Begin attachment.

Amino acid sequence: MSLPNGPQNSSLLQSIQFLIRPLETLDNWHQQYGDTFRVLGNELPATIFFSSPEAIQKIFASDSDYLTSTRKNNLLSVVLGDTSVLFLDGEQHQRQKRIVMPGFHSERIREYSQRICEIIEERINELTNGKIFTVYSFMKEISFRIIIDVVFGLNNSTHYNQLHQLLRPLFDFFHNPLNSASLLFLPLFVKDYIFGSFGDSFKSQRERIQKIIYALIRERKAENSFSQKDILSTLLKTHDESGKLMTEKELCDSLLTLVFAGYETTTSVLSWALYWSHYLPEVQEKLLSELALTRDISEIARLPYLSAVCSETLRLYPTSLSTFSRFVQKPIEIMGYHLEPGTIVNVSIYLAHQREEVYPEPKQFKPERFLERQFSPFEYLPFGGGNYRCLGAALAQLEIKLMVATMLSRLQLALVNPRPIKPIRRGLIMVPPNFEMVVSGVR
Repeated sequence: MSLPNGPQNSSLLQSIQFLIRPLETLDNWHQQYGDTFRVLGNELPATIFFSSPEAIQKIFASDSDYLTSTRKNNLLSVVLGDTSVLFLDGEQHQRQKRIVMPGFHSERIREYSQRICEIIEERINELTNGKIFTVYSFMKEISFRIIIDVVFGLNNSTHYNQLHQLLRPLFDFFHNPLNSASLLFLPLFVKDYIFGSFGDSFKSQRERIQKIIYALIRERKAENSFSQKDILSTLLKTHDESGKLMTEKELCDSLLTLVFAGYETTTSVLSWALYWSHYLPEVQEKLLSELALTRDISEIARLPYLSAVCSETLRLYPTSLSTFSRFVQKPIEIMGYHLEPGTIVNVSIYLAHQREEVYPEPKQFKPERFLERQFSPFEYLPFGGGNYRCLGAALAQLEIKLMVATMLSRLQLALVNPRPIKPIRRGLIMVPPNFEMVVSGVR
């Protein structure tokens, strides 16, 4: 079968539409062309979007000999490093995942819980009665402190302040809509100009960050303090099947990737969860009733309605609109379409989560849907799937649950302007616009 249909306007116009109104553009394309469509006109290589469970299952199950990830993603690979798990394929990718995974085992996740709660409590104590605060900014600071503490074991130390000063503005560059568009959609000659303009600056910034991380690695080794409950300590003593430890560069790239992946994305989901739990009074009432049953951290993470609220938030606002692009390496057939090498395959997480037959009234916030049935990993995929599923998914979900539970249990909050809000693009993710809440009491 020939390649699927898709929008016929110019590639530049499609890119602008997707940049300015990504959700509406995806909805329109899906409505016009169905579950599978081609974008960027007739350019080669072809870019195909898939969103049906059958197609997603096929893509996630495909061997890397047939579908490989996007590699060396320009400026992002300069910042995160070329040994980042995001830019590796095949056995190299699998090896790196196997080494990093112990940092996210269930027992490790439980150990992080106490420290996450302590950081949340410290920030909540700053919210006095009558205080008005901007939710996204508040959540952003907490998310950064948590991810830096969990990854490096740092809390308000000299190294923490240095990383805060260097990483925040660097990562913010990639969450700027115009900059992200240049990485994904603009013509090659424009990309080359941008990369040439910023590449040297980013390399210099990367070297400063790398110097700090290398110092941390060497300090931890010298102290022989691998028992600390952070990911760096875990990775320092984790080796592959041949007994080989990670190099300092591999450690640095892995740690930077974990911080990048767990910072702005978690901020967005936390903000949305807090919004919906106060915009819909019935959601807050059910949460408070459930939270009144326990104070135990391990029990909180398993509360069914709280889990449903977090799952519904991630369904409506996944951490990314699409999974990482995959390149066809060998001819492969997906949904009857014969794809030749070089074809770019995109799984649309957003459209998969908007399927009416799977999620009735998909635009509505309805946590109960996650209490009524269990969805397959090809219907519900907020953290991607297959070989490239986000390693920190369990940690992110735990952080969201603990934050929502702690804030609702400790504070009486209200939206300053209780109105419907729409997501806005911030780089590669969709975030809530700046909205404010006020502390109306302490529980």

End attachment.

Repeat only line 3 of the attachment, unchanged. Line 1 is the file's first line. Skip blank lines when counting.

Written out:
């Protein structure tokens, strides 16, 4: 079968539409062309979007000999490093995942819980009665402190302040809509100009960050303090099947990737969860009733309605609109379409989560849907799937649950302007616009 249909306007116009109104553009394309469509006109290589469970299952199950990830993603690979798990394929990718995974085992996740709660409590104590605060900014600071503490074991130390000063503005560059568009959609000659303009600056910034991380690695080794409950300590003593430890560069790239992946994305989901739990009074009432049953951290993470609220938030606002692009390496057939090498395959997480037959009234916030049935990993995929599923998914979900539970249990909050809000693009993710809440009491 020939390649699927898709929008016929110019590639530049499609890119602008997707940049300015990504959700509406995806909805329109899906409505016009169905579950599978081609974008960027007739350019080669072809870019195909898939969103049906059958197609997603096929893509996630495909061997890397047939579908490989996007590699060396320009400026992002300069910042995160070329040994980042995001830019590796095949056995190299699998090896790196196997080494990093112990940092996210269930027992490790439980150990992080106490420290996450302590950081949340410290920030909540700053919210006095009558205080008005901007939710996204508040959540952003907490998310950064948590991810830096969990990854490096740092809390308000000299190294923490240095990383805060260097990483925040660097990562913010990639969450700027115009900059992200240049990485994904603009013509090659424009990309080359941008990369040439910023590449040297980013390399210099990367070297400063790398110097700090290398110092941390060497300090931890010298102290022989691998028992600390952070990911760096875990990775320092984790080796592959041949007994080989990670190099300092591999450690640095892995740690930077974990911080990048767990910072702005978690901020967005936390903000949305807090919004919906106060915009819909019935959601807050059910949460408070459930939270009144326990104070135990391990029990909180398993509360069914709280889990449903977090799952519904991630369904409506996944951490990314699409999974990482995959390149066809060998001819492969997906949904009857014969794809030749070089074809770019995109799984649309957003459209998969908007399927009416799977999620009735998909635009509505309805946590109960996650209490009524269990969805397959090809219907519900907020953290991607297959070989490239986000390693920190369990940690992110735990952080969201603990934050929502702690804030609702400790504070009486209200939206300053209780109105419907729409997501806005911030780089590669969709975030809530700046909205404010006020502390109306302490529980």